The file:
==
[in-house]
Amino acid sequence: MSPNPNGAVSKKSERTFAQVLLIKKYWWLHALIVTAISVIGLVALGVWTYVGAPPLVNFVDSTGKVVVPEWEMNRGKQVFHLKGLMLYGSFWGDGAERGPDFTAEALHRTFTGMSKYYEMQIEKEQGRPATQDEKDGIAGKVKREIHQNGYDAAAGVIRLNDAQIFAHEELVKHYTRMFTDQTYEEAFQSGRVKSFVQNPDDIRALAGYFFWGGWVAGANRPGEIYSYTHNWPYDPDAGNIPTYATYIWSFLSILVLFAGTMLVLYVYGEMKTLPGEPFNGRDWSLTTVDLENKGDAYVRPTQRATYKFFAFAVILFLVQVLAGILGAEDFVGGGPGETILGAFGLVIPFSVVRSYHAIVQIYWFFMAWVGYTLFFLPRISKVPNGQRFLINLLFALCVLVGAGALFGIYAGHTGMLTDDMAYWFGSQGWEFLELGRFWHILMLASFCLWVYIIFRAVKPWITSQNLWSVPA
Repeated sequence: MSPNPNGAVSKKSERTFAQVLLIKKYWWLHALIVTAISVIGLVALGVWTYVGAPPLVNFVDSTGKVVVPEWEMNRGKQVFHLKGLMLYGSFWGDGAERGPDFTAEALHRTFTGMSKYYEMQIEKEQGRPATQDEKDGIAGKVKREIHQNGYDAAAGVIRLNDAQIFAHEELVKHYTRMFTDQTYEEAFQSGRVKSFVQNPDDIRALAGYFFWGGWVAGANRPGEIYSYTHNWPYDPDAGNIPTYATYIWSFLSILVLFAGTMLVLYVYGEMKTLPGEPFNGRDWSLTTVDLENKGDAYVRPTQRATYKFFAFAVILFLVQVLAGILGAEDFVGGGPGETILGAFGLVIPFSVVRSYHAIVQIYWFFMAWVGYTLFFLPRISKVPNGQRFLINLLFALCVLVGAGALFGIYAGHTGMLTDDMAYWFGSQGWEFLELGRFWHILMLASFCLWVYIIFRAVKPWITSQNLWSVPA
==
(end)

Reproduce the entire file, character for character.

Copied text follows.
[in-house]
Amino acid sequence: MSPNPNGAVSKKSERTFAQVLLIKKYWWLHALIVTAISVIGLVALGVWTYVGAPPLVNFVDSTGKVVVPEWEMNRGKQVFHLKGLMLYGSFWGDGAERGPDFTAEALHRTFTGMSKYYEMQIEKEQGRPATQDEKDGIAGKVKREIHQNGYDAAAGVIRLNDAQIFAHEELVKHYTRMFTDQTYEEAFQSGRVKSFVQNPDDIRALAGYFFWGGWVAGANRPGEIYSYTHNWPYDPDAGNIPTYATYIWSFLSILVLFAGTMLVLYVYGEMKTLPGEPFNGRDWSLTTVDLENKGDAYVRPTQRATYKFFAFAVILFLVQVLAGILGAEDFVGGGPGETILGAFGLVIPFSVVRSYHAIVQIYWFFMAWVGYTLFFLPRISKVPNGQRFLINLLFALCVLVGAGALFGIYAGHTGMLTDDMAYWFGSQGWEFLELGRFWHILMLASFCLWVYIIFRAVKPWITSQNLWSVPA
Repeated sequence: MSPNPNGAVSKKSERTFAQVLLIKKYWWLHALIVTAISVIGLVALGVWTYVGAPPLVNFVDSTGKVVVPEWEMNRGKQVFHLKGLMLYGSFWGDGAERGPDFTAEALHRTFTGMSKYYEMQIEKEQGRPATQDEKDGIAGKVKREIHQNGYDAAAGVIRLNDAQIFAHEELVKHYTRMFTDQTYEEAFQSGRVKSFVQNPDDIRALAGYFFWGGWVAGANRPGEIYSYTHNWPYDPDAGNIPTYATYIWSFLSILVLFAGTMLVLYVYGEMKTLPGEPFNGRDWSLTTVDLENKGDAYVRPTQRATYKFFAFAVILFLVQVLAGILGAEDFVGGGPGETILGAFGLVIPFSVVRSYHAIVQIYWFFMAWVGYTLFFLPRISKVPNGQRFLINLLFALCVLVGAGALFGIYAGHTGMLTDDMAYWFGSQGWEFLELGRFWHILMLASFCLWVYIIFRAVKPWITSQNLWSVPA